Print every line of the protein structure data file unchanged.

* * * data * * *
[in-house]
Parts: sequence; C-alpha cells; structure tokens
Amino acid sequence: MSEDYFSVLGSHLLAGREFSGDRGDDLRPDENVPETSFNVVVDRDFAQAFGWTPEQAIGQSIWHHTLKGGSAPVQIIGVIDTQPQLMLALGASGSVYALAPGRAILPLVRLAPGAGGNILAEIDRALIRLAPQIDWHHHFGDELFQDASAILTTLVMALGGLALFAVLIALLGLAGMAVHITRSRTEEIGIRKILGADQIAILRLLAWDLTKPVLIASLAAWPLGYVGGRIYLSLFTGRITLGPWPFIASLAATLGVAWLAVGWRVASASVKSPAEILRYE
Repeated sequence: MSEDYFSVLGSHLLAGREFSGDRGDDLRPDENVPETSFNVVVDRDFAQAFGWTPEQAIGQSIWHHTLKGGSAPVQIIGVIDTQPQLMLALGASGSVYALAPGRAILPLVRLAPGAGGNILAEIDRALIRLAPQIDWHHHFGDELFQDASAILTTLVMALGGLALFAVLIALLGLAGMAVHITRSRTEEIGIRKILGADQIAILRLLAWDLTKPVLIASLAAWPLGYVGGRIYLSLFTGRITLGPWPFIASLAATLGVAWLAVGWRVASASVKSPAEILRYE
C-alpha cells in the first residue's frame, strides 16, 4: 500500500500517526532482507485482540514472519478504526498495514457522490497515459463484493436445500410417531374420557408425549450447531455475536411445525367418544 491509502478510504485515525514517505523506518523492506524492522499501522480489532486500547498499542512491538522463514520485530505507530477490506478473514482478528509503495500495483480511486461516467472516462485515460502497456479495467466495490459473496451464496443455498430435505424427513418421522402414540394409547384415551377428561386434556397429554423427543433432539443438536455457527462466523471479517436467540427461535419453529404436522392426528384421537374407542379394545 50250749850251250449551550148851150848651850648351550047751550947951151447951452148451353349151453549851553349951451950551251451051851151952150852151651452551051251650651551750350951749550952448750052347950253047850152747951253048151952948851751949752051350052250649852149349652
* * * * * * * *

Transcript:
[in-house]
Parts: sequence; C-alpha cells; structure tokens
Amino acid sequence: MSEDYFSVLGSHLLAGREFSGDRGDDLRPDENVPETSFNVVVDRDFAQAFGWTPEQAIGQSIWHHTLKGGSAPVQIIGVIDTQPQLMLALGASGSVYALAPGRAILPLVRLAPGAGGNILAEIDRALIRLAPQIDWHHHFGDELFQDASAILTTLVMALGGLALFAVLIALLGLAGMAVHITRSRTEEIGIRKILGADQIAILRLLAWDLTKPVLIASLAAWPLGYVGGRIYLSLFTGRITLGPWPFIASLAATLGVAWLAVGWRVASASVKSPAEILRYE
Repeated sequence: MSEDYFSVLGSHLLAGREFSGDRGDDLRPDENVPETSFNVVVDRDFAQAFGWTPEQAIGQSIWHHTLKGGSAPVQIIGVIDTQPQLMLALGASGSVYALAPGRAILPLVRLAPGAGGNILAEIDRALIRLAPQIDWHHHFGDELFQDASAILTTLVMALGGLALFAVLIALLGLAGMAVHITRSRTEEIGIRKILGADQIAILRLLAWDLTKPVLIASLAAWPLGYVGGRIYLSLFTGRITLGPWPFIASLAATLGVAWLAVGWRVASASVKSPAEILRYE
C-alpha cells in the first residue's frame, strides 16, 4: 500500500500517526532482507485482540514472519478504526498495514457522490497515459463484493436445500410417531374420557408425549450447531455475536411445525367418544 491509502478510504485515525514517505523506518523492506524492522499501522480489532486500547498499542512491538522463514520485530505507530477490506478473514482478528509503495500495483480511486461516467472516462485515460502497456479495467466495490459473496451464496443455498430435505424427513418421522402414540394409547384415551377428561386434556397429554423427543433432539443438536455457527462466523471479517436467540427461535419453529404436522392426528384421537374407542379394545 50250749850251250449551550148851150848651850648351550047751550947951151447951452148451353349151453549851553349951451950551251451051851151952150852151651452551051251650651551750350951749550952448750052347950253047850152747951253048151952948851751949752051350052250649852149349652